SETI & Technosignatures

The Astrobiological Copernican Weak and Strong Limits for Extraterrestrial Intelligent Life

By Keith Cowing
Press Release
April 9, 2020
Filed under
The Astrobiological Copernican Weak and Strong Limits for Extraterrestrial Intelligent Life
Inhabited Planet

We present a cosmic perspective on the search for life and examine the likely number of Communicating Extra-Terrestrial Intelligent civilizations (CETI) in our Galaxy by utilizing the latest astrophysical information.

Our calculation involves Galactic star-formation histories, metallicity distributions, and the likelihood of stars hosting Earth-like planets in Habitable Zones, under specific assumptions which we describe as the Astrobiological Copernican Weak and Strong conditions. These assumptions are based on the one situation in which intelligent, communicative life is known to exist – on our own planet.

This type of life has developed in a metal-rich environment and has taken roughly 5 Gyr to do so. We investigate the possible number of CETI based on different scenarios. At one extreme is the Weak Astrobiological Copernican principle – such that a planet forms intelligent life sometime after 5 Gyr, but not earlier.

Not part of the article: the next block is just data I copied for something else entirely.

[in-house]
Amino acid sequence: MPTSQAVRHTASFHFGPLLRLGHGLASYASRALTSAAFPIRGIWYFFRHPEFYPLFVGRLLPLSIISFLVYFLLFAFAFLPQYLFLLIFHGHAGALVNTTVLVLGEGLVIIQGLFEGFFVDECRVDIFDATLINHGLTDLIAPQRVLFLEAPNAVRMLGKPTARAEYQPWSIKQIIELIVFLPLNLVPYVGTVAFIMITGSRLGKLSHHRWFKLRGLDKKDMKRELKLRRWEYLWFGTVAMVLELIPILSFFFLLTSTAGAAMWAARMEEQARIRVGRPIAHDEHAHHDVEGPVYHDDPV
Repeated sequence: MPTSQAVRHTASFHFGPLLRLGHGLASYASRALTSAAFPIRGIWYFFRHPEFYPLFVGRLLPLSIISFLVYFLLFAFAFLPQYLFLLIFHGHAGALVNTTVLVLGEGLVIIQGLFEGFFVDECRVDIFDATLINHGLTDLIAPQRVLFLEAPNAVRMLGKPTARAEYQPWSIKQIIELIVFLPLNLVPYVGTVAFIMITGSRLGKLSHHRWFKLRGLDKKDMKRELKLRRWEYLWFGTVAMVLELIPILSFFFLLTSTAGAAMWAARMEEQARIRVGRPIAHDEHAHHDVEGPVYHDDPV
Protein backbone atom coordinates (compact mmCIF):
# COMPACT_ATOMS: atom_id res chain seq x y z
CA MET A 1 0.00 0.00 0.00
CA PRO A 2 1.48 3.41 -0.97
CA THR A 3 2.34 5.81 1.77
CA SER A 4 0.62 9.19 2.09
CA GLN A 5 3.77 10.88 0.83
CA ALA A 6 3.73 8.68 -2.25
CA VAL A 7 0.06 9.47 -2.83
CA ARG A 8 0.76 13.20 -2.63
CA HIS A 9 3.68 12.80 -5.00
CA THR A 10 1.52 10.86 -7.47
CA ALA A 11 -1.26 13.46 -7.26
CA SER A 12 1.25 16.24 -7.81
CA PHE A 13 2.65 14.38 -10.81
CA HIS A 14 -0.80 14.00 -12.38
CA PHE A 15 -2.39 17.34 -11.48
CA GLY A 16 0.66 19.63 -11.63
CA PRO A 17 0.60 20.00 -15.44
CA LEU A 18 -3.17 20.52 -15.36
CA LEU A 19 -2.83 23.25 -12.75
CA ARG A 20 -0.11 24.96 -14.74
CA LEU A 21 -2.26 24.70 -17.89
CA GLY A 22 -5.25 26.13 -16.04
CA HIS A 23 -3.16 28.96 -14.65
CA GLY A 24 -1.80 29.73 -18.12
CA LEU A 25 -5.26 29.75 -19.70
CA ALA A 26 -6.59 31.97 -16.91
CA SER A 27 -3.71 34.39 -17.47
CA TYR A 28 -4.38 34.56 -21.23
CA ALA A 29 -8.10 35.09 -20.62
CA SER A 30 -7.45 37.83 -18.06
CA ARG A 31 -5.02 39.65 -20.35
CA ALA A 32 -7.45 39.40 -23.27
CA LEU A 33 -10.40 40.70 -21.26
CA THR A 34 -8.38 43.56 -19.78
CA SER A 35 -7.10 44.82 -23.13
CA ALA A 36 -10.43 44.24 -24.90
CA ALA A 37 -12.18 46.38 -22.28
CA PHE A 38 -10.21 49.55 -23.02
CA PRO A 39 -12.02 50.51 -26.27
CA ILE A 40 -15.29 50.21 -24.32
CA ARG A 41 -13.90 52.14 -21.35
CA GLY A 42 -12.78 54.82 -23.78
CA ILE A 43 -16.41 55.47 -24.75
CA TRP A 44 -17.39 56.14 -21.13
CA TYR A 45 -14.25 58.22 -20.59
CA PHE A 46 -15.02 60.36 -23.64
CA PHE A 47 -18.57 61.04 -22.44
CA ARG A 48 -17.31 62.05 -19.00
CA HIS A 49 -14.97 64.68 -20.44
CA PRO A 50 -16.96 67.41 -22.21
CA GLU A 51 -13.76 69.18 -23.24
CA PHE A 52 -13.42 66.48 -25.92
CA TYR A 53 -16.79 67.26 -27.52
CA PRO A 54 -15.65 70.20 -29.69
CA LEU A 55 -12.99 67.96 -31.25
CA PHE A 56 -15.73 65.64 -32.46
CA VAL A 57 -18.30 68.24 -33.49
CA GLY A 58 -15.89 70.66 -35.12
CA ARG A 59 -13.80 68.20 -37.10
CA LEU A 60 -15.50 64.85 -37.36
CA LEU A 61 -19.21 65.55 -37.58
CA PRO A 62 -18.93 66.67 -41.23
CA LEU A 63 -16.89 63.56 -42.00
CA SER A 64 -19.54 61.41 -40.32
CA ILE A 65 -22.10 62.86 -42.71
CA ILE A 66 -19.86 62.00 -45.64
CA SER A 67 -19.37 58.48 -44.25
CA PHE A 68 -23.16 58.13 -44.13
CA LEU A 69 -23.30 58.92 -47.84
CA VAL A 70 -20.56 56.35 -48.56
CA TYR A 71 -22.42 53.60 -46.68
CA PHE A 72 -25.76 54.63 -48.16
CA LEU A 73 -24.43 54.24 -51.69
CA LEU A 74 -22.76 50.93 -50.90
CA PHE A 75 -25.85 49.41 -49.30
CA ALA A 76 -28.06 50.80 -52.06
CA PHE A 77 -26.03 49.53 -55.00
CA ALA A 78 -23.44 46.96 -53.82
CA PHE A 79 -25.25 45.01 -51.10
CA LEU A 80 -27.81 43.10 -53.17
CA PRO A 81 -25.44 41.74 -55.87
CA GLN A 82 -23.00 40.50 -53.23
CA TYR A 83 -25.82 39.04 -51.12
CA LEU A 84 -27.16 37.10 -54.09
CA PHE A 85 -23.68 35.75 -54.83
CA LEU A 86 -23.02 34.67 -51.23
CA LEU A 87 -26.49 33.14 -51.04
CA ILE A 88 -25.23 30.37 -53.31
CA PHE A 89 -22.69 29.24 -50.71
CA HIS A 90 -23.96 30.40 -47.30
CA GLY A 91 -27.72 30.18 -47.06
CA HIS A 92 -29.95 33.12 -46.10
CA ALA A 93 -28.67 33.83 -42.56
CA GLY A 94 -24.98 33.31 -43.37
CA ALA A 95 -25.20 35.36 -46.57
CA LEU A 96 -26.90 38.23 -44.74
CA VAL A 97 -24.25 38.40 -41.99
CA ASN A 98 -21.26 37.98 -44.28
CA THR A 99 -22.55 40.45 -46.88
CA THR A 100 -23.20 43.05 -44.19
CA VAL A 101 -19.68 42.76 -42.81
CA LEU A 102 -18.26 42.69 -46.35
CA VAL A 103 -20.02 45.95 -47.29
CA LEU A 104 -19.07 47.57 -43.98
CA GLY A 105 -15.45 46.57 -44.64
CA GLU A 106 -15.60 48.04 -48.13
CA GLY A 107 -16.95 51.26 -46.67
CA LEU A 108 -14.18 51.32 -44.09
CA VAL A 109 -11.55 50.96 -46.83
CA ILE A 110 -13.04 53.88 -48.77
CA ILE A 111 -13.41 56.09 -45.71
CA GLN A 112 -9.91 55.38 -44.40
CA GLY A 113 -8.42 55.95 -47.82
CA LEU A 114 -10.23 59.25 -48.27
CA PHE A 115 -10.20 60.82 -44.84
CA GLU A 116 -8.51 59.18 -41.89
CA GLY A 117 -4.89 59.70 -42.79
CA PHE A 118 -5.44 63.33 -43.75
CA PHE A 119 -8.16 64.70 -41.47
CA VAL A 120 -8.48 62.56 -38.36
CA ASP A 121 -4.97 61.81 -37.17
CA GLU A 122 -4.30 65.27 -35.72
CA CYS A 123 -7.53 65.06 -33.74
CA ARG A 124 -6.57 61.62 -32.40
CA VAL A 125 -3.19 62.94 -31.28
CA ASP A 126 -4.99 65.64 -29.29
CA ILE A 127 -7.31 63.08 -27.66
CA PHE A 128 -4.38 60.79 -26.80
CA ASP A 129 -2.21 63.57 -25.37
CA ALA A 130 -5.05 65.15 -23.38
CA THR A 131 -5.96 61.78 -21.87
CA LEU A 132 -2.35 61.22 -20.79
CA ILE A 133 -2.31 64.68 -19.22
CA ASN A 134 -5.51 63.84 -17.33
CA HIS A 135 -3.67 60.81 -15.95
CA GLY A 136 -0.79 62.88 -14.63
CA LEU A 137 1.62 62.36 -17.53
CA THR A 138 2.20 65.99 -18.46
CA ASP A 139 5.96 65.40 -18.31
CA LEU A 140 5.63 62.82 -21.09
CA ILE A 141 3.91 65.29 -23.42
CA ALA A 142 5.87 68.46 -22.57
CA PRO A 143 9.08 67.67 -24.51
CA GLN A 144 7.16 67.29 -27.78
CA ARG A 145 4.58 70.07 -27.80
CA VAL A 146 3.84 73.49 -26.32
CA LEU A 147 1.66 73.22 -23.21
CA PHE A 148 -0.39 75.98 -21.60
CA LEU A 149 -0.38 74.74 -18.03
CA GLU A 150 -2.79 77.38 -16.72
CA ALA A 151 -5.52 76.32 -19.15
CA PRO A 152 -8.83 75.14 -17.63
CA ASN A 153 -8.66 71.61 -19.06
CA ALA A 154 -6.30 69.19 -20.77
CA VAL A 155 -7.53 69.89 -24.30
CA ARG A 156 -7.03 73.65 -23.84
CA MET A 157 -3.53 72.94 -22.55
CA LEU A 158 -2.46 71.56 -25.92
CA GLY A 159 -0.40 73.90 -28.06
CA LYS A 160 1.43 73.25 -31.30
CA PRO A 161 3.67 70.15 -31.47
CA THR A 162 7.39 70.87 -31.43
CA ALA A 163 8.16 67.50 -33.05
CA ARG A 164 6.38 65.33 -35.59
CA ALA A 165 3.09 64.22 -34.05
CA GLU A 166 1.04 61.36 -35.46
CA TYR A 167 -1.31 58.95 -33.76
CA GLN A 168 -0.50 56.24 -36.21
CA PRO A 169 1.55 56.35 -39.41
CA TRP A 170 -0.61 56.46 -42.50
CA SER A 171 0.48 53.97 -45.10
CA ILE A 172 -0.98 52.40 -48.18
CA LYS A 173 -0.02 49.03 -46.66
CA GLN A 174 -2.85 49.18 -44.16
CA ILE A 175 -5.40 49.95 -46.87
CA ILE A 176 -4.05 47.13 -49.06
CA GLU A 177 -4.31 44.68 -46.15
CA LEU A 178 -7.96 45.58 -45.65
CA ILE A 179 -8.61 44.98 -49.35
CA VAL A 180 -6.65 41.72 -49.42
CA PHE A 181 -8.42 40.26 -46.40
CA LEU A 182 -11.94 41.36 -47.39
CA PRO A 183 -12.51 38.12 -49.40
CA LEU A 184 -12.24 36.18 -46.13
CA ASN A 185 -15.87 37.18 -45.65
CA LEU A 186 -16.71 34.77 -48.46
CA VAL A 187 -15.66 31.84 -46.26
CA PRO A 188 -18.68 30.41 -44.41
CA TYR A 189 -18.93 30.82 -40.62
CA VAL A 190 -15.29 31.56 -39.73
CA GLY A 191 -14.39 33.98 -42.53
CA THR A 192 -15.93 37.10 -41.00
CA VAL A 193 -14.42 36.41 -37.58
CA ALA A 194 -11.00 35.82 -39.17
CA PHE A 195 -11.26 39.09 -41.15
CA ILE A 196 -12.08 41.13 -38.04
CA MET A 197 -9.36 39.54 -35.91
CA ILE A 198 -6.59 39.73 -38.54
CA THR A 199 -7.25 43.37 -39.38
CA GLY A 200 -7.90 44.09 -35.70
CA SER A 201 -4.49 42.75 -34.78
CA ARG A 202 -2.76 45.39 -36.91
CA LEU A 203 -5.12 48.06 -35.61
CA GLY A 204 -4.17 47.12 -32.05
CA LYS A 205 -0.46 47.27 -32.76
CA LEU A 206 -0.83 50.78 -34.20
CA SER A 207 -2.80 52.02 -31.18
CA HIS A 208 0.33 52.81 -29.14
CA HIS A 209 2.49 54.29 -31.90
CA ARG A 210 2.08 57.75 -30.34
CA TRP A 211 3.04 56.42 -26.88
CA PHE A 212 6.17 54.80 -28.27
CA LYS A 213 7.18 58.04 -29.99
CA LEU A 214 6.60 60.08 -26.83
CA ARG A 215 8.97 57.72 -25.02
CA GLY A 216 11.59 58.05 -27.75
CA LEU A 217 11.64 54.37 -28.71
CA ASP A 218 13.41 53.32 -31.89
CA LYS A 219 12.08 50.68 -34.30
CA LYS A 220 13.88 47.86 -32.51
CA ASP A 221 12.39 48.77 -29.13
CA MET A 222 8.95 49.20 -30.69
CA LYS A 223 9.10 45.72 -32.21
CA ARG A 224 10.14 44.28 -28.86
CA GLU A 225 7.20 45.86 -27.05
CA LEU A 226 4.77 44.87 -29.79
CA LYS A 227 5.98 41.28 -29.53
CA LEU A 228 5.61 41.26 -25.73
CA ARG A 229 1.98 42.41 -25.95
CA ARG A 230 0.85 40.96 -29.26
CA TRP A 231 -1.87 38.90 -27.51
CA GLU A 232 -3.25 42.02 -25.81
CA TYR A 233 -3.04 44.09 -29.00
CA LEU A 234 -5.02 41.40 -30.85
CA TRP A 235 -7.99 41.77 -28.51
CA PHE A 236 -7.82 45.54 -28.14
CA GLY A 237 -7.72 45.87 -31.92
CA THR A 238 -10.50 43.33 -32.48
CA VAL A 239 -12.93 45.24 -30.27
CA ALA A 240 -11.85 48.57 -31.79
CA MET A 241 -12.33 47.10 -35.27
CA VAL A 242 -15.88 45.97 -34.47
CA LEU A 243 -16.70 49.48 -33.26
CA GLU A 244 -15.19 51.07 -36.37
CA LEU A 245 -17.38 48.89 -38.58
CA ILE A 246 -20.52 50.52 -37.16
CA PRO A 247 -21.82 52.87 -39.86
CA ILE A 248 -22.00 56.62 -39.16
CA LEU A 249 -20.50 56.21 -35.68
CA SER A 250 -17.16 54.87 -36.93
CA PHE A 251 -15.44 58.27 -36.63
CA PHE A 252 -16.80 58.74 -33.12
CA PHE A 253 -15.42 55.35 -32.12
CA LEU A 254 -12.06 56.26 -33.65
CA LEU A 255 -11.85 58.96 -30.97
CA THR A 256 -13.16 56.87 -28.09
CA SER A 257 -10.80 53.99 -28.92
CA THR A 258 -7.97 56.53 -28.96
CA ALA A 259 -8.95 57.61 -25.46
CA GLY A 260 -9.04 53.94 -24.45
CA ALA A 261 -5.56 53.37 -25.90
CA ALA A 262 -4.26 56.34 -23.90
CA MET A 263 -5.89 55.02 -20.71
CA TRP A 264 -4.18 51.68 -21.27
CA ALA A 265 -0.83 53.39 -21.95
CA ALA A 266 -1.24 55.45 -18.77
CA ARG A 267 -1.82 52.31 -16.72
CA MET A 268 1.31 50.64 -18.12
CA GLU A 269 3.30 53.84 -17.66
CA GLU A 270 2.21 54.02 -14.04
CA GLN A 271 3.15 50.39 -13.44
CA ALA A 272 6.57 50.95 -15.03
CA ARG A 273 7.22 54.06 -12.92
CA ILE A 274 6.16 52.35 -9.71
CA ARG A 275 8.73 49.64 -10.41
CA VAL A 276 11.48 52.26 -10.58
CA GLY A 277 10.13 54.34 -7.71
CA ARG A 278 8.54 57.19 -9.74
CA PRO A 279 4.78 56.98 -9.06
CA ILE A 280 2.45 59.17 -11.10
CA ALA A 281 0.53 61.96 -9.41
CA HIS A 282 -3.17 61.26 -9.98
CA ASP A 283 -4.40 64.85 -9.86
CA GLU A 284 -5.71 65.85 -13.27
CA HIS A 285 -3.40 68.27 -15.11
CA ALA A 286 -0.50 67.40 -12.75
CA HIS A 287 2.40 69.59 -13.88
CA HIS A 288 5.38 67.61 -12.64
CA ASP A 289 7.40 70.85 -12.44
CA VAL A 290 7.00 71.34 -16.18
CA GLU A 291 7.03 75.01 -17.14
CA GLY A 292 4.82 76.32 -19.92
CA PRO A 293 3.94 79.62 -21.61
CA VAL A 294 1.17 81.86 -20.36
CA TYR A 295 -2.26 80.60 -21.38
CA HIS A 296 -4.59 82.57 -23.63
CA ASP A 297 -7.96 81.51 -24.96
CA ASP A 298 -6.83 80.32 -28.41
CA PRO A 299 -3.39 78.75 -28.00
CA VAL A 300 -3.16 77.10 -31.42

The other is the Strong Condition in which life must form between 4.5 to 5.5 Gyr, as on Earth. In the Strong Condition (a strict set of assumptions), there should be at least 36+175−32 civilizations within our Galaxy: this is a lower limit, based on the assumption that the average life-time, L, of a communicating civilization is 100 years (based on our own at present). If spread uniformly throughout the Galaxy this would imply that the nearest CETI is at most 17000+33600−10000 light-years away, and most likely hosted by a low-mass M-dwarf star, far surpassing our ability to detect it for the foreseeable future.

Furthermore, the likelihood that the host stars for this life are solar-type stars is extremely small and most would have to be M-dwarfs, which may not be stable enough to host life over long timescales. We furthermore explore other scenarios and explain the likely number of CETI there are within our Galaxy based on variations of our assumptions.

Tom Westby, Christopher J. Conselice
(Submitted on 8 Apr 2020)

Comments: Astrophysical Journal, in press, 47 pages
Subjects: Earth and Planetary Astrophysics (astro-ph.EP); Astrophysics of Galaxies (astro-ph.GA); Solar and Stellar Astrophysics (astro-ph.SR)
Cite as: arXiv:2004.03968 [astro-ph.EP] (or arXiv:2004.03968v1 [astro-ph.EP] for this version)
Submission history
From: Christopher J. Conselice
[v1] Wed, 8 Apr 2020 12:29:06 UTC (1,206 KB)
Astrobiology, SETI

Explorers Club Fellow, ex-NASA Space Station Payload manager/space biologist, Away Teams, Journalist, Lapsed climber, Synaesthete, Na’Vi-Jedi-Freman-Buddhist-mix, ASL, Devon Island and Everest Base Camp veteran, (he/him) 🖖🏻